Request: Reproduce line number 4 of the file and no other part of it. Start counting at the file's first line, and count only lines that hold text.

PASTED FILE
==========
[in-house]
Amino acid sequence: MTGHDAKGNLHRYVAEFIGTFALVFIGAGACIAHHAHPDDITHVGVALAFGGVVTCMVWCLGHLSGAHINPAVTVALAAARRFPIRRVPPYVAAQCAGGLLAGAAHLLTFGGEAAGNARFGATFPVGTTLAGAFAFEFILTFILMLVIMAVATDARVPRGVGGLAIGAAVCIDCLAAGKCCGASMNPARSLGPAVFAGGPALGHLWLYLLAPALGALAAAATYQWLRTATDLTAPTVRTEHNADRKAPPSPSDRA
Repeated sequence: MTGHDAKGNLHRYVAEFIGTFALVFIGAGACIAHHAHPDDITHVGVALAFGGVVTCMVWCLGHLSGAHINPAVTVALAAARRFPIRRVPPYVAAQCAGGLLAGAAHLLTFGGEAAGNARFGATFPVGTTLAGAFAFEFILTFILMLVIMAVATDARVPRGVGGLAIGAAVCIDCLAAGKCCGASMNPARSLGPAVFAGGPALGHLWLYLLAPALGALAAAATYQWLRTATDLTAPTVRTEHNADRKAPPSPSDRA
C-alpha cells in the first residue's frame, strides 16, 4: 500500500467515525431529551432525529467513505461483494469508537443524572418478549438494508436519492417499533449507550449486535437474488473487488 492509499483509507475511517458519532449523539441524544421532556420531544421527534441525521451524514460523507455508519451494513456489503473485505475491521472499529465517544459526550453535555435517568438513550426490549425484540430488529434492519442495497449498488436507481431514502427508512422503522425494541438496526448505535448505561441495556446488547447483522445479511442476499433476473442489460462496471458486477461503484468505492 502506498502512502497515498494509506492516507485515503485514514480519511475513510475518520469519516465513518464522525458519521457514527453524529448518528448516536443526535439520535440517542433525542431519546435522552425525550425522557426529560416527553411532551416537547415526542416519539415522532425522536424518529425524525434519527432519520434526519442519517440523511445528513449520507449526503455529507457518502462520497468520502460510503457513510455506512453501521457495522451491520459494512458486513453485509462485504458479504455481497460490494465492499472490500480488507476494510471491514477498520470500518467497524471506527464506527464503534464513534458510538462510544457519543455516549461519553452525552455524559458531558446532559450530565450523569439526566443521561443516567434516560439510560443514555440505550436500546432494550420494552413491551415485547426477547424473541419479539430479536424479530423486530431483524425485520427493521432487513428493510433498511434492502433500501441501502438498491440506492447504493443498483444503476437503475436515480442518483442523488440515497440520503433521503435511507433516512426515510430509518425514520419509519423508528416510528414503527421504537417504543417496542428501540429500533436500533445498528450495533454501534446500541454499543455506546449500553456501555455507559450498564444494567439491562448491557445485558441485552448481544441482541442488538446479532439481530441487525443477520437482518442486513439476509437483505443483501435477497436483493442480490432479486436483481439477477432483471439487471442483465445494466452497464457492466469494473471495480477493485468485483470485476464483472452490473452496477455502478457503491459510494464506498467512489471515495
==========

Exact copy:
C-alpha cells in the first residue's frame, strides 16, 4: 500500500467515525431529551432525529467513505461483494469508537443524572418478549438494508436519492417499533449507550449486535437474488473487488 492509499483509507475511517458519532449523539441524544421532556420531544421527534441525521451524514460523507455508519451494513456489503473485505475491521472499529465517544459526550453535555435517568438513550426490549425484540430488529434492519442495497449498488436507481431514502427508512422503522425494541438496526448505535448505561441495556446488547447483522445479511442476499433476473442489460462496471458486477461503484468505492 502506498502512502497515498494509506492516507485515503485514514480519511475513510475518520469519516465513518464522525458519521457514527453524529448518528448516536443526535439520535440517542433525542431519546435522552425525550425522557426529560416527553411532551416537547415526542416519539415522532425522536424518529425524525434519527432519520434526519442519517440523511445528513449520507449526503455529507457518502462520497468520502460510503457513510455506512453501521457495522451491520459494512458486513453485509462485504458479504455481497460490494465492499472490500480488507476494510471491514477498520470500518467497524471506527464506527464503534464513534458510538462510544457519543455516549461519553452525552455524559458531558446532559450530565450523569439526566443521561443516567434516560439510560443514555440505550436500546432494550420494552413491551415485547426477547424473541419479539430479536424479530423486530431483524425485520427493521432487513428493510433498511434492502433500501441501502438498491440506492447504493443498483444503476437503475436515480442518483442523488440515497440520503433521503435511507433516512426515510430509518425514520419509519423508528416510528414503527421504537417504543417496542428501540429500533436500533445498528450495533454501534446500541454499543455506546449500553456501555455507559450498564444494567439491562448491557445485558441485552448481544441482541442488538446479532439481530441487525443477520437482518442486513439476509437483505443483501435477497436483493442480490432479486436483481439477477432483471439487471442483465445494466452497464457492466469494473471495480477493485468485483470485476464483472452490473452496477455502478457503491459510494464506498467512489471515495